Grains (legumes/pulses/peas, beans and seeds)

Beans are seeds from the Fabaceae family, commonly known as the legume, pea, or bean family. This is what sets them apart from other fruits and seeds. They are an affordable source of protein, fiber, iron, and vitamins that offer many health benefits.

Beans offer a range of potential health benefits due to their high nutrient content. Some of the potential benefits that they provide include:

  • reducing cholesterol
  • decreasing blood sugar levels
  • providing protein for energy

Beans, Peas, Lentils, and Nutrition

The fat content of beans, peas, and lentils is generally very low, and there is no cholesterol. Protein content is relatively high, more than the amount of protein that is found in cereal grains (USDA n.d.-b). Obtaining protein from legumes is a healthy choice.

Another important component of beans, peas, and lentils is fiber. Fiber is a part of plant foods that cannot be digested. Beans, peas, and lentils have about 7 g of dietary fiber in a 1/2-cup serving and are especially high in insoluble fiber (USDA n.d.-b). Insoluble fiber bulks stool and decreases transit time through the colon, thereby preventing constipation. The soluble fiber in beans, peas, and lentils is highly fermentable in the colon, which is thought to be health enhancing. However, fermentation also produces some gas (flatulence) that may cause discomfort for some individuals. Enzyme preparations containing alpha-galactosidases may lessen gas production.

Beans, peas, and lentils are also rich sources of some vitamins and minerals, such as folate, iron, potassium, and magnesium (USDA n.d.-b). Folate and iron are important for preventing anemias, as well as maintaining many normal metabolic functions. Potassium and magnesium are important for muscle and nerve function.

Let’s take a look at some of the possible health benefits of eating black beans.

Black beans are rich in a certain mineral you may not be familiar with but should be…

Molybdenum. Legumes are reportedly the food group that has the highest amount of molybdenum. This mineral’s actions are mainly in the production of enzymes, proteins that trigger chemical reactions in the body. These enzymes are involved in uric acid formation, transportation of iron, carbohydrate metabolism and sulfite detoxification. This essential mineral is a trace element mainly found in the liver, kidneys, adrenal glands, bones and skin, but it exists in all body tissues. The body eliminates it in bile, urine and stool.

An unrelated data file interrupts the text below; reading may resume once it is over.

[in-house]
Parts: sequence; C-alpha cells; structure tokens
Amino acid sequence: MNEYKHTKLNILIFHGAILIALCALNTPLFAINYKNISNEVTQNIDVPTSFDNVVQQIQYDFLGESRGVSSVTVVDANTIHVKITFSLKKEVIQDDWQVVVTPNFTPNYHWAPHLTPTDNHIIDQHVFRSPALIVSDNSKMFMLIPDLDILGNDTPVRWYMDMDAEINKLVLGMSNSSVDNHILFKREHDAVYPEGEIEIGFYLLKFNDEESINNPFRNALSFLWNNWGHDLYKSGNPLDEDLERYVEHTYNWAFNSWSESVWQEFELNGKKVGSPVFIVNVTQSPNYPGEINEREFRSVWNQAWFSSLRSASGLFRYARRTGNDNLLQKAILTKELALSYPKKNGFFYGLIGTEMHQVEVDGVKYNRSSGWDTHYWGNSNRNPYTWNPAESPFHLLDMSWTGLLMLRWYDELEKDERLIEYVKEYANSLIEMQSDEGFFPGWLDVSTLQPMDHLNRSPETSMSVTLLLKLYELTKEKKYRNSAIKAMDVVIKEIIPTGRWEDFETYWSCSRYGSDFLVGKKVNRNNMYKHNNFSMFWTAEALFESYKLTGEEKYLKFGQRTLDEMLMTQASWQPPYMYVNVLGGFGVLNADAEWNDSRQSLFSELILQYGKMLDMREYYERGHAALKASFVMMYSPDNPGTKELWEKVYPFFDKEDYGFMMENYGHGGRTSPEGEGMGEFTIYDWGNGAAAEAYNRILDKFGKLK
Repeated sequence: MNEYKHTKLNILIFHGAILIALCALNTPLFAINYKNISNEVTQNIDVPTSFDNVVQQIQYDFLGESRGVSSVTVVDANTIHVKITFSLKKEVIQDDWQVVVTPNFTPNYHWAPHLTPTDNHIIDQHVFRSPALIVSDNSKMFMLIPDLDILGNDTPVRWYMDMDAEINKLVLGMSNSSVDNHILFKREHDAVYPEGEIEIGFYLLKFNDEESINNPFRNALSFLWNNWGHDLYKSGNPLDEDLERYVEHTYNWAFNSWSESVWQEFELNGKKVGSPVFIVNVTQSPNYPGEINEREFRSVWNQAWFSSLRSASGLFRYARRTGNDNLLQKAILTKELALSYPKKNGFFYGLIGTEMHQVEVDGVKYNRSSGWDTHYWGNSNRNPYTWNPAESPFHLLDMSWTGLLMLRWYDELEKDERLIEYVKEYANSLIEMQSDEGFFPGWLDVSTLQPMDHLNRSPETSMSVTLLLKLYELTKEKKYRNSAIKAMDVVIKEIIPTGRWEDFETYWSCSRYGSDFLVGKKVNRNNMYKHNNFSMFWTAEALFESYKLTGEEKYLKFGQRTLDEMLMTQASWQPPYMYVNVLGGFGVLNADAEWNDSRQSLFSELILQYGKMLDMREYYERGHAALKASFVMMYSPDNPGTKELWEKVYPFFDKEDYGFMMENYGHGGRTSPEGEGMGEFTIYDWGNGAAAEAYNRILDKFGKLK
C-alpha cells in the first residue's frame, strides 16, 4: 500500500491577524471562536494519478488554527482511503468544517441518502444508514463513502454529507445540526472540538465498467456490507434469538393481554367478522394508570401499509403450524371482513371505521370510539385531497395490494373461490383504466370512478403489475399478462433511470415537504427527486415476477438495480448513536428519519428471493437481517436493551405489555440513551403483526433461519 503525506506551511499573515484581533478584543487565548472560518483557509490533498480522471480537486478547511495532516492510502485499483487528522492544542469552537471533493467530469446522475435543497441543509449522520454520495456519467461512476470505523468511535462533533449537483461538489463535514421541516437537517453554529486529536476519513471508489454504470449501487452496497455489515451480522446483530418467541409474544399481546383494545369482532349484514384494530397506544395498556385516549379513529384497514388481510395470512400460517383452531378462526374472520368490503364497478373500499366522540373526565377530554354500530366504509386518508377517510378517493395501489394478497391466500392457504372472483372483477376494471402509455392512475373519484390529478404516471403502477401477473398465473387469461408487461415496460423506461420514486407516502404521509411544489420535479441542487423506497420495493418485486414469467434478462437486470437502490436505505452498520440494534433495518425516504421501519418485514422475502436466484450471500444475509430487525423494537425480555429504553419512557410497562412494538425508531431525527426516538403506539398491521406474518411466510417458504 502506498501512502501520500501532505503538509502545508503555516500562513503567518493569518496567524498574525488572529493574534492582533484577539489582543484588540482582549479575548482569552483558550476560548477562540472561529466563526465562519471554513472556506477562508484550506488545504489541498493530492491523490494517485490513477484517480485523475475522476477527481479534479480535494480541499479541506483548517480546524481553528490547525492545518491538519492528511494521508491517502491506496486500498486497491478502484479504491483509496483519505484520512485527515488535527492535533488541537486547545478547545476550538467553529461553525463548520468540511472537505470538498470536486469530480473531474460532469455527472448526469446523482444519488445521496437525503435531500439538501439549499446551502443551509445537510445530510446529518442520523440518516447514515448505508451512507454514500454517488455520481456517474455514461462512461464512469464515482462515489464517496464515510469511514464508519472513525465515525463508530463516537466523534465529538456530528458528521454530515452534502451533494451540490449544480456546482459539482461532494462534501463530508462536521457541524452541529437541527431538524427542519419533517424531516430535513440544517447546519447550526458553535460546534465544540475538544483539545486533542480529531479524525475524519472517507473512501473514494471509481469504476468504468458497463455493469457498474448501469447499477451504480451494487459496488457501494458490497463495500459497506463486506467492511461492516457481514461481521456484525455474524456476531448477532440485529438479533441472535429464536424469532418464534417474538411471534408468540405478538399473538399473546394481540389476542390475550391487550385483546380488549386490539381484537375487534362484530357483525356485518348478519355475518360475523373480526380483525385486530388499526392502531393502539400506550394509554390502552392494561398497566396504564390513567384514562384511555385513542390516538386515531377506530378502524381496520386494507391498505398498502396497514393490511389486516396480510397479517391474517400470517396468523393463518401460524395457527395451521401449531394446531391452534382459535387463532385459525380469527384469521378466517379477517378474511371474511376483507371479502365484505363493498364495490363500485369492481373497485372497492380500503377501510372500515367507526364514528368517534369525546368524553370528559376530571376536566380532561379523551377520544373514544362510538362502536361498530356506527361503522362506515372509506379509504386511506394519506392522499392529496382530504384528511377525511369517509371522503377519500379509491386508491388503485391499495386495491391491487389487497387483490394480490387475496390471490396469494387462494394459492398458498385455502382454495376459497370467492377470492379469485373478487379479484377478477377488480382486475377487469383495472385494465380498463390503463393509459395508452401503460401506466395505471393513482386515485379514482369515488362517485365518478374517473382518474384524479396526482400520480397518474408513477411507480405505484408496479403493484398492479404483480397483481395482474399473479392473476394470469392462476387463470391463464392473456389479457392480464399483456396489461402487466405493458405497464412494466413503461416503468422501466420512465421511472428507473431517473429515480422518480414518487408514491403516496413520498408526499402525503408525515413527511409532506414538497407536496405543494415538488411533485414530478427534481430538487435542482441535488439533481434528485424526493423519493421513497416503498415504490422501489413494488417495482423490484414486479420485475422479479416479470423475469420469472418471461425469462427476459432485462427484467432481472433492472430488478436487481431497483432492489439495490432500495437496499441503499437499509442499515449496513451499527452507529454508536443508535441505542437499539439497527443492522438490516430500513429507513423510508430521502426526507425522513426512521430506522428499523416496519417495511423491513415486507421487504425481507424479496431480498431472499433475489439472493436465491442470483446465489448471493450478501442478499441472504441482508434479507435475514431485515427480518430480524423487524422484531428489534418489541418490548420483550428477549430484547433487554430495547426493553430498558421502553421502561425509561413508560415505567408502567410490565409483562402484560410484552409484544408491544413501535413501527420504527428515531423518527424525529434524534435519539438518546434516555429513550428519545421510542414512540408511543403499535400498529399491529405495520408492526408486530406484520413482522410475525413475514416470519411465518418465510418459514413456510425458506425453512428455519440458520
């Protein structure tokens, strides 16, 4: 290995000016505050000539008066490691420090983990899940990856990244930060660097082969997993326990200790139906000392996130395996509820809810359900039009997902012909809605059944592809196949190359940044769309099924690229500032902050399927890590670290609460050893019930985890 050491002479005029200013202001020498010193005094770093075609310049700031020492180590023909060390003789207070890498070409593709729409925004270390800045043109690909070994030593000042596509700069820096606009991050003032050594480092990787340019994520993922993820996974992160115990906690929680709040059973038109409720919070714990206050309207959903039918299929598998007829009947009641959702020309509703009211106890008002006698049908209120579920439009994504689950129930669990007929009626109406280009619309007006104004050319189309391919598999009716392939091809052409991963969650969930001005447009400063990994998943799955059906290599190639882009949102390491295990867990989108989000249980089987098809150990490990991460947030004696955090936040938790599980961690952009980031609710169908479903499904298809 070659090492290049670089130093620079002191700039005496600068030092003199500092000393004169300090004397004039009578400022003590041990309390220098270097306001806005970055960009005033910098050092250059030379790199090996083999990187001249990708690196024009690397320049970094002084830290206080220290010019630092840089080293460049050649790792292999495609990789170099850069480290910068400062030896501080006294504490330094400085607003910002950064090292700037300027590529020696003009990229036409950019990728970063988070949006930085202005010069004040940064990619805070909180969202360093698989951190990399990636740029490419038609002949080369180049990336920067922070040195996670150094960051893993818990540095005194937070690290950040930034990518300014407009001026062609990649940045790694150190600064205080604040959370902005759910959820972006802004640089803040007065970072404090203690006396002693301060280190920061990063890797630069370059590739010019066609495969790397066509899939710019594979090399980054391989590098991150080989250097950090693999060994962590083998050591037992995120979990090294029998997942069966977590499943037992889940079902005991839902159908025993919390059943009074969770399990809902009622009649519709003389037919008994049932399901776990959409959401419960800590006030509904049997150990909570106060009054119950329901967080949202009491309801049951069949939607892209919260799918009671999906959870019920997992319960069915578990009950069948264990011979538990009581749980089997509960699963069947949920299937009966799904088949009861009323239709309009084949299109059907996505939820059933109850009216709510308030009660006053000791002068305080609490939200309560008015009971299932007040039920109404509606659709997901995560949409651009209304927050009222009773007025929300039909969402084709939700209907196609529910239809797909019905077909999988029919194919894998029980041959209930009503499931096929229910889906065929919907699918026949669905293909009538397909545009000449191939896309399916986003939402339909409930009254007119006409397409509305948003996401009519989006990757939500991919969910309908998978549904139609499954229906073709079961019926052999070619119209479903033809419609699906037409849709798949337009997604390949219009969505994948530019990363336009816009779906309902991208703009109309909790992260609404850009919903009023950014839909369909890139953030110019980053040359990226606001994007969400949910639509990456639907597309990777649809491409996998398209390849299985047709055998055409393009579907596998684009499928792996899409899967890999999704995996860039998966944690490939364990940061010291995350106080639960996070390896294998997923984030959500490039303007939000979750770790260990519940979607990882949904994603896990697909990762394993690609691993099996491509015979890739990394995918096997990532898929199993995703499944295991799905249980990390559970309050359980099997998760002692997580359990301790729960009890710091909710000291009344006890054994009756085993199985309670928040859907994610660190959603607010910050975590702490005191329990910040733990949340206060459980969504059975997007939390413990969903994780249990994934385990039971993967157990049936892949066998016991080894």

Black beans are rich in resistant starch, and this may be a very good thing.

Resistant starch is a type of dietary fiber that is essentially resistant to digestion. Resistant starch passes through the upper digestive tract without being broken down. Since the starch is not broken down, it is not converted into simple sugars. This may prevent the blood sugar level from rapidly rising and also may improve insulin sensitivity, which is great for diabetics. It may help you feel fuller for a longer period of time and, overall, improve digestion. In the lower digestive tract, resistant starch may be broken down by bacteria once it reaches the large intestine. This fuels cells in the intestine and produces short-chain fatty acids (SCFAs).

“In the last few decades, it became apparent that SCFAs might play a key role in the prevention and treatment of the metabolic syndrome, bowel disorders, and certain types of cancer,” according to the National Institutes for Health (NIH). In clinical studies SCFA administration positively influenced the treatment of ulcerative colitis, Crohn’s disease, and antibiotic-associated diarrhea.”

Black beans are a good source of prebiotics.

You have likely heard of probiotics and how important they are for gut health, but have you heard of prebiotics? Prebiotics are the food source for probiotics, so without them we would have a hard time maintaining a healthy, balanced gut. To learn more about the importance of prebiotics, click here.

Black beans are heart friendly and anticancer.

Black beans contain plant compounds called flavonoids, which have powerful anti-inflammatory properties. Reducing inflammation is key in protecting yourself from heart disease and every type of cancer.

Black beans are also rich in soluble fiber.

Soluble fiber absorbs water, turns to a gel-like material and passes more easily through the digestive tract than insoluble fiber. Soluble fiber may help prevent heart disease by balancing unhealthy cholesterol levels.

An added benefit of soluble fiber is it may help reduce belly (visceral) fat, one of the most dangerous types of fat. A 2011 study found evidence showing that a 10-gram increase in soluble fiber per day decreased visceral fat by nearly 4% over the course of five years.

Maintaining a healthy weight and keeping your belly in check may also help reduce heart disease and certain cancers.

Let’s check out additional essential nutrients in one cup of cooked (boiled) black beans:

  • Calcium, 46 mg. You probably know that this mineral is essential for strong, healthy bones and teeth. Did you know this mineral may also decrease your risk for colorectal cancer? Recent studies confirm that high calcium intake is associated with a lower risk of colorectal cancer among both men and women. Maintaining the correct levels of calcium in your system may also reduce your risk of breast cancer as well.